I think there is more to learn when you have multiple experiments going on at once (experiments equals fermenting homebrews in this case) than just the one you have in front of you. Our hope is that we get some good shared learnings from this community brew to make us all better brewers.

Or at least you’ll get some free beer from somewhere far away, possibly.

We’ll be entering our beers in competition to get even more feedback so watch for the wrap up of our first community brew before the end of the year.


SMaSH Beer With Noble Hops

If there is anything that these Brew Dudes do well, it’s brewing SMaSH beers. This week, we taste a SMaSH with noble hops:

Instead of brewing one using one of the new varieties from Australia or the Pacific Northwest, Mike brewed one using Tettnang hops.

Mike prepared it in a clean, sanitized, 2-liter soda bottle, topped with a Carb Cap so that he could carbonate it for evaluation purposes. I will tell you that the first whiff off of that beer was not pleasant. It was a little stinky. While I am not sure what cause that odor, it did lift away and then the beer’s true aromas revealed themselves.

Once Mike revealed that the hop he used for the SMaSh beer, we started to smell and taste the beer to pull out the aromas and flavors.

We learned very quickly that the refined characters of the noble were not only hard to pull forward but also hard to describe.

So Can You Tell Me What Tettnang Hops Taste Like?

I can tell you that the beer’s hops tasted “spicy” but not overwhelming so. The Tettnang hops brought a present to the beer that we are all very familiar with. It’s the same hop aroma and taste that we grew up with drinking macro-brewery yellow lagers. The SMaSH beer had a hop profile like any American Light Lager.

Fortunately for you the reader and the viewer, we have decided to run another experiment with Noble hops in SMaSH beers. The plan is to brew a few of them with Noble hops and then compare and contrast them against each other. We feel that if we can all agree that all noble hops have very similar profile and the differences are subtle, then it would be our job to brew beers for comparison purposes to really define the slight difference between these classic hop varieties.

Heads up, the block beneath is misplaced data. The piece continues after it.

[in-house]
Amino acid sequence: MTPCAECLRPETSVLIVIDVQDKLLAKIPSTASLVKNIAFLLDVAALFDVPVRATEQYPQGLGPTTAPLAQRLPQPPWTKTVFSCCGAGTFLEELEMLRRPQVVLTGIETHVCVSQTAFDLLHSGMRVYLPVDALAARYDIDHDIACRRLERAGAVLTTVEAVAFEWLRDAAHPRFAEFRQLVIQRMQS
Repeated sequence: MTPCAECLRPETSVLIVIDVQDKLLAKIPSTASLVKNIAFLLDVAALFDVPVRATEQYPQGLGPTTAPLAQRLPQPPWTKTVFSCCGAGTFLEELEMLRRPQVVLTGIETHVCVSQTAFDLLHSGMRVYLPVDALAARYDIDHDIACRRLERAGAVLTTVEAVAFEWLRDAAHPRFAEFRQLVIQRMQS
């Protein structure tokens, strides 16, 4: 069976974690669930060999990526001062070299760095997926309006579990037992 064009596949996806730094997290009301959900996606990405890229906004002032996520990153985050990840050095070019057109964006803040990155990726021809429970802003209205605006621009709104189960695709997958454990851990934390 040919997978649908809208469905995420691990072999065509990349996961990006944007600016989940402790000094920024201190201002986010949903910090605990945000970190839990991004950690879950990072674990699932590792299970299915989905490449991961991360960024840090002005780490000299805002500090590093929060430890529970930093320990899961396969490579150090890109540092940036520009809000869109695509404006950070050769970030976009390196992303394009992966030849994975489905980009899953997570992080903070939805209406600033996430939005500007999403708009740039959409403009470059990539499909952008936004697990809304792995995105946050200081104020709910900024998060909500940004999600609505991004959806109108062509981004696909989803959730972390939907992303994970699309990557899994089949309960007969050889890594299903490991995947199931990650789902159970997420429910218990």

Stay tun for more. We appreciate your time and interest in what we are doing. May you have a great beer day and as always, Brew On!

Designing a New Stout Recipe

This week we taste Mike’s latest beer, which is a stout. We cover the taste and discuss what Mike perceives to be a missing sub-style in the stout category.

When in comes to Stout I tend to brew to many I think. For some reason, I keep drawing myself back into the complexities of roast, chocolate and caramel malts. I dream of a smooth creamy stout that focuses on a dark chocolate and caramel flavor quality balanced with just enough roast character to not be overwhelming but to be enough to remind you it is a stout.

The majority of my stouts have been oatmeal based stouts. I find the style to promise what I am looking for but it always seems to fall a little short in that creamy category. I’ve listened to the pundits, read many forums and read plenty of recipes. For me and my palate…oatmeal just never gets me there reliably. So this time I mixed it up and I went for a flaked barley substitute vs. the oatmeal. I also totally relied on darker English chocolate malt to drive most of the color and flavor profile in this beer.